Don’t think of a visit to the Los Angeles Farmers Market as an afternoon of wandering through stalls of fresh produce. Instead, consider it more as an around-the-world culinary excursion. I recently joined Melting Pot Food Tours for one of their trips to the city’s famed market. To fully appreciate all that this foodie paradise has to offer, you first have to understand its 82-year history.
The market’s history
In 1880, A.F. Gilmore bought 256 acres of land in what is now central Los Angeles to house two dairy farms. Water was scarce and in order to provide for his cattle, Gilmore began drilling new wells. And just like Jed Clampett once sang, “up from the ground came a bubblin’ crude.”
Cows roaming the open pasture soon gave way to oil wells and rich, plentiful land. Decades later during the height of the Depression, two entrepreneurs looking for a way to help local farmers make money proposed creating a meeting space or what we now call a farmers market. The market became a Hollywood icon with stars such as Shirley Temple, Ava Gardner, Marilyn Monroe and Frank Sinatra becoming regular customers.
A coveted destination for foodies
Fast forward to modern times and today’s market is still a coveted destination for its eclectic food scene and ethnic fare. The best way to experience the venue though is through its history. You can’t truly appreciate every bit without understanding the story behind the proprietor and the cuisine. The Melting Pot Food Tours guides are as entertaining as they are educational, so it’s definitely one of the best ways to wander around the market.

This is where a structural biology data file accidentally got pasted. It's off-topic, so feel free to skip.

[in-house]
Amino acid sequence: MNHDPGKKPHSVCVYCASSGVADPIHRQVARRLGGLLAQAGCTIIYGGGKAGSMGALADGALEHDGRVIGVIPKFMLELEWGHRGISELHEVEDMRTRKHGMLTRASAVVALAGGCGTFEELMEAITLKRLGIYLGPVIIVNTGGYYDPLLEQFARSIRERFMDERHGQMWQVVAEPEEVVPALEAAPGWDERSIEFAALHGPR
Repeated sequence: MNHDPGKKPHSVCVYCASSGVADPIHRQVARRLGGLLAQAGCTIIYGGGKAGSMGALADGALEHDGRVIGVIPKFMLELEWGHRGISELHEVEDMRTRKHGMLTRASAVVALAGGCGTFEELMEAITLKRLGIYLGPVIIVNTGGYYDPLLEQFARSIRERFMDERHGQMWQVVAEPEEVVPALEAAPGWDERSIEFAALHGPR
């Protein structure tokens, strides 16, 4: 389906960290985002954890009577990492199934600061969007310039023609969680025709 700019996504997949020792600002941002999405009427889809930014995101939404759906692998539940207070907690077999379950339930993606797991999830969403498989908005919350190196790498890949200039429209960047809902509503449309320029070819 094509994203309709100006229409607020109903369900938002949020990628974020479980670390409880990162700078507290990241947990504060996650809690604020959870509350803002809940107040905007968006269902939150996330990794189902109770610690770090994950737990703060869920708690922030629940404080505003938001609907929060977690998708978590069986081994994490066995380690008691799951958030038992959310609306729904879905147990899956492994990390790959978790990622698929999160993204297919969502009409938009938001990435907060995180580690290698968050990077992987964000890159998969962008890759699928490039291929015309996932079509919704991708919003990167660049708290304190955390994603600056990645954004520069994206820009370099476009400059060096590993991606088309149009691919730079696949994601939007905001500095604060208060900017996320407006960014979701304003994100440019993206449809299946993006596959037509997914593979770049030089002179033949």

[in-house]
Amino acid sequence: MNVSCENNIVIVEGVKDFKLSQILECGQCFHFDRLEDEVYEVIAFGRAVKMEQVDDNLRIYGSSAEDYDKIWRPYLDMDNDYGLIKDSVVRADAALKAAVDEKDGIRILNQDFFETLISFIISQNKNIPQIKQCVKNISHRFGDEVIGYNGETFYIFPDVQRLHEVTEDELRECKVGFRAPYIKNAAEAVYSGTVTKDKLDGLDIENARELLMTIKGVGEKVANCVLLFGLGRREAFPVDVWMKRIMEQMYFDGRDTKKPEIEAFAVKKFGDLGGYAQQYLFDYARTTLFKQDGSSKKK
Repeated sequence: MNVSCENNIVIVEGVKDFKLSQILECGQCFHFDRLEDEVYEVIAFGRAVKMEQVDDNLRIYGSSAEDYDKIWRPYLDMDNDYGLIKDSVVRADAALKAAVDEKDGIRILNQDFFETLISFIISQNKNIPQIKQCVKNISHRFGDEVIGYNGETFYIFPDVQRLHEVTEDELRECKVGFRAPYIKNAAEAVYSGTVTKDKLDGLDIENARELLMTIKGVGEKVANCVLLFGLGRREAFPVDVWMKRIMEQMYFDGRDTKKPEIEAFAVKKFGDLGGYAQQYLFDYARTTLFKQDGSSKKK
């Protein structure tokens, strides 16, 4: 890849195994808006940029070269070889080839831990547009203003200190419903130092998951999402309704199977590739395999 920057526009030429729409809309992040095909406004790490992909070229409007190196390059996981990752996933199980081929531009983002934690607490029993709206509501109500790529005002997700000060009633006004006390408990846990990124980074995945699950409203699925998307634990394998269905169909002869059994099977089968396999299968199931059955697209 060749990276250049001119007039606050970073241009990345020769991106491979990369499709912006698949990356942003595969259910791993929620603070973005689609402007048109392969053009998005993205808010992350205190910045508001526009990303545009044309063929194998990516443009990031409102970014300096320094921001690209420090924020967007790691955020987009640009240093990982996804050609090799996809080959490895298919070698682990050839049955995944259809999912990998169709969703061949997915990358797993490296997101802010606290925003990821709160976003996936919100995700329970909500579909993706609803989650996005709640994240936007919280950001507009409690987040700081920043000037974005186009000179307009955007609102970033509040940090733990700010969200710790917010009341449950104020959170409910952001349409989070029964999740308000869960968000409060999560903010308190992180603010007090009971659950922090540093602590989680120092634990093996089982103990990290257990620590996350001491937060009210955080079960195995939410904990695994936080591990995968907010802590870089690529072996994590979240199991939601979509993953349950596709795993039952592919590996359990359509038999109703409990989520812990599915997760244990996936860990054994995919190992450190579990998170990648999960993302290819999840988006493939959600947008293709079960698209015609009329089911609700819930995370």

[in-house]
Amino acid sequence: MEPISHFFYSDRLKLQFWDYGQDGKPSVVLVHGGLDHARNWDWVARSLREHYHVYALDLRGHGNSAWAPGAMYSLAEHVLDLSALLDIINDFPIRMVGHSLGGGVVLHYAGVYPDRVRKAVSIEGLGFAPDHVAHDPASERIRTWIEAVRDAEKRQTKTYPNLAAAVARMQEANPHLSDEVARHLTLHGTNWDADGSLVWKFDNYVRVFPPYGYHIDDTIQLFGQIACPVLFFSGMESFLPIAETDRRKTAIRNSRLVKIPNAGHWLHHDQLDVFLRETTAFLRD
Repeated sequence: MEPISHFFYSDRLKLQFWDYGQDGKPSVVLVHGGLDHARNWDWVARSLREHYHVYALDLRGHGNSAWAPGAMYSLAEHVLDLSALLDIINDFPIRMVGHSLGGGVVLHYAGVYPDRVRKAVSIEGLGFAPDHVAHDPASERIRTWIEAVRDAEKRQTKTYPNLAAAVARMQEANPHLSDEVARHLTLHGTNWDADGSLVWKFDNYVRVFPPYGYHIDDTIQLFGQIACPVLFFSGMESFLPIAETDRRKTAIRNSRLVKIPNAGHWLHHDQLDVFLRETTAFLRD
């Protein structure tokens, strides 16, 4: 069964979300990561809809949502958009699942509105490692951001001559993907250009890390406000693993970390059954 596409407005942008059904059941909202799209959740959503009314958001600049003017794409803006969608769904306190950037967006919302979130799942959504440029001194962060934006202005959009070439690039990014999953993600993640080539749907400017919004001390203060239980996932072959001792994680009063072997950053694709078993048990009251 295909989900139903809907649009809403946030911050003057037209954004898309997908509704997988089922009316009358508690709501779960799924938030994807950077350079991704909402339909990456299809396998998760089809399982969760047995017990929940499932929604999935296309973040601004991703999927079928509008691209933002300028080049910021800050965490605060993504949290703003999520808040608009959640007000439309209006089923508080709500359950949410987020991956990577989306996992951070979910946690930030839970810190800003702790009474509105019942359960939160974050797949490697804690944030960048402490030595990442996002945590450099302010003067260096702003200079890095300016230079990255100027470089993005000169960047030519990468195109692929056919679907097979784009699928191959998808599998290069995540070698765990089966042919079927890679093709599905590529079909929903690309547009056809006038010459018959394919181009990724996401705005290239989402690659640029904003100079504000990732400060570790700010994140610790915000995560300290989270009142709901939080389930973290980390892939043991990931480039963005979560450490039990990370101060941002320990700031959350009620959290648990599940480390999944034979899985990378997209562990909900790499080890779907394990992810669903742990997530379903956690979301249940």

Take a tour
Your day should begin with a visit to Bob’s Coffee and Doughnuts, recognized as the best donut shop in LA by Saveur, USA Today, Zagat and the LA Weekly. Bob himself has been a fixture at the Los Angeles Farmers Market for decades and today can still be seen arriving at 4am to prep the fresh yeast he’ll use to make more than 1,000 donuts. The apple fritters are world famous, but don’t be surprised to see a gooey confection piled high with M&Ms.
Just a few steps away is the French-inspired Monsieur Marcel Gourmet Market. Here you’ll find a selection of high-end cheeses, wines and condiments. And because Marcel wants to leave a lasting impression, be sure to sample the Hungarian caviar cheese. It’s topped with fresh caviar and you will dream about it for nights to come.
No epicurean adventure would be complete without a visit to Italy. Patsy D’Amore is credited with bringing the first slice of pizza to Los Angeles in 1939. This feat soon caught the eye of Frank Sinatra who helped fund Patsy’s first restaurant and you can still get a slice of the traditional pizza. Peanut butter has become old-school, so stop by Magee’s House of Nuts for some authentic Macadamia butter instead. History has it that President Dwight Eisenhower and The Beatles were both big fans.
Other places you won’t want to miss on this culinary tour include Pampas Grill, a cafeteria-style churrascaría, featuring some of the best Argentinean meats you’ll ever eat; Loteria, an authentic Mexican tacoria; and Singapore’s Banana Leaf for some genuine South Asian cuisine. Your visit should end with a stop at Littlejohn’s English Toffee House for their world-famous toffee.
As international food markets go, this one is right up there with Peck in Milan and Mercado de San Miguel in Madrid. It’s grittier and less pretentious, yet the authenticity of the proprietors, storefronts and cuisine can’t be beat.